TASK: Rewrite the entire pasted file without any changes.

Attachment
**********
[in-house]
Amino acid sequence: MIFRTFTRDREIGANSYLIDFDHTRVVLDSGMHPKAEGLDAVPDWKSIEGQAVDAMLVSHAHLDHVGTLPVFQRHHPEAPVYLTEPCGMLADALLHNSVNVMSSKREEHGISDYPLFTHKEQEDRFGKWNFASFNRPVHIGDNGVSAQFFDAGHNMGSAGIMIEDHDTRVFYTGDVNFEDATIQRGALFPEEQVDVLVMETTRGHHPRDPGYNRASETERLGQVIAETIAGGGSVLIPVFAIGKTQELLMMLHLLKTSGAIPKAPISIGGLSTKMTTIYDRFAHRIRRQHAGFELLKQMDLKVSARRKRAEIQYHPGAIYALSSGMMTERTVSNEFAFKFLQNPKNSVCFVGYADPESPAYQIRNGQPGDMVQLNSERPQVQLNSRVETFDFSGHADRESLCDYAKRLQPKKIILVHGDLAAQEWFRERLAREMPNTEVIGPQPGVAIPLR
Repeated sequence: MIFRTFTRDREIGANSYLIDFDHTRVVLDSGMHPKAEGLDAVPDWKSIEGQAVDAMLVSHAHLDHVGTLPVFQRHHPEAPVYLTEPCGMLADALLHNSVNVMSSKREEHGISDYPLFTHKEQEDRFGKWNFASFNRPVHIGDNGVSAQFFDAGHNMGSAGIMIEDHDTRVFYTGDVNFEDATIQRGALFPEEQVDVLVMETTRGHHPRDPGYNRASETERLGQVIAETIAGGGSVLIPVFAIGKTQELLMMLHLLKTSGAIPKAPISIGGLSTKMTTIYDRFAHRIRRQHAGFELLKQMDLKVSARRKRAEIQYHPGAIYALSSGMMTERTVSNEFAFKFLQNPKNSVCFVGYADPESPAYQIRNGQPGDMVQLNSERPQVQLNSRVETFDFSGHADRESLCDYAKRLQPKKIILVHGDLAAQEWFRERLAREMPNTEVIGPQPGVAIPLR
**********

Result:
[in-house]
Amino acid sequence: MIFRTFTRDREIGANSYLIDFDHTRVVLDSGMHPKAEGLDAVPDWKSIEGQAVDAMLVSHAHLDHVGTLPVFQRHHPEAPVYLTEPCGMLADALLHNSVNVMSSKREEHGISDYPLFTHKEQEDRFGKWNFASFNRPVHIGDNGVSAQFFDAGHNMGSAGIMIEDHDTRVFYTGDVNFEDATIQRGALFPEEQVDVLVMETTRGHHPRDPGYNRASETERLGQVIAETIAGGGSVLIPVFAIGKTQELLMMLHLLKTSGAIPKAPISIGGLSTKMTTIYDRFAHRIRRQHAGFELLKQMDLKVSARRKRAEIQYHPGAIYALSSGMMTERTVSNEFAFKFLQNPKNSVCFVGYADPESPAYQIRNGQPGDMVQLNSERPQVQLNSRVETFDFSGHADRESLCDYAKRLQPKKIILVHGDLAAQEWFRERLAREMPNTEVIGPQPGVAIPLR
Repeated sequence: MIFRTFTRDREIGANSYLIDFDHTRVVLDSGMHPKAEGLDAVPDWKSIEGQAVDAMLVSHAHLDHVGTLPVFQRHHPEAPVYLTEPCGMLADALLHNSVNVMSSKREEHGISDYPLFTHKEQEDRFGKWNFASFNRPVHIGDNGVSAQFFDAGHNMGSAGIMIEDHDTRVFYTGDVNFEDATIQRGALFPEEQVDVLVMETTRGHHPRDPGYNRASETERLGQVIAETIAGGGSVLIPVFAIGKTQELLMMLHLLKTSGAIPKAPISIGGLSTKMTTIYDRFAHRIRRQHAGFELLKQMDLKVSARRKRAEIQYHPGAIYALSSGMMTERTVSNEFAFKFLQNPKNSVCFVGYADPESPAYQIRNGQPGDMVQLNSERPQVQLNSRVETFDFSGHADRESLCDYAKRLQPKKIILVHGDLAAQEWFRERLAREMPNTEVIGPQPGVAIPLR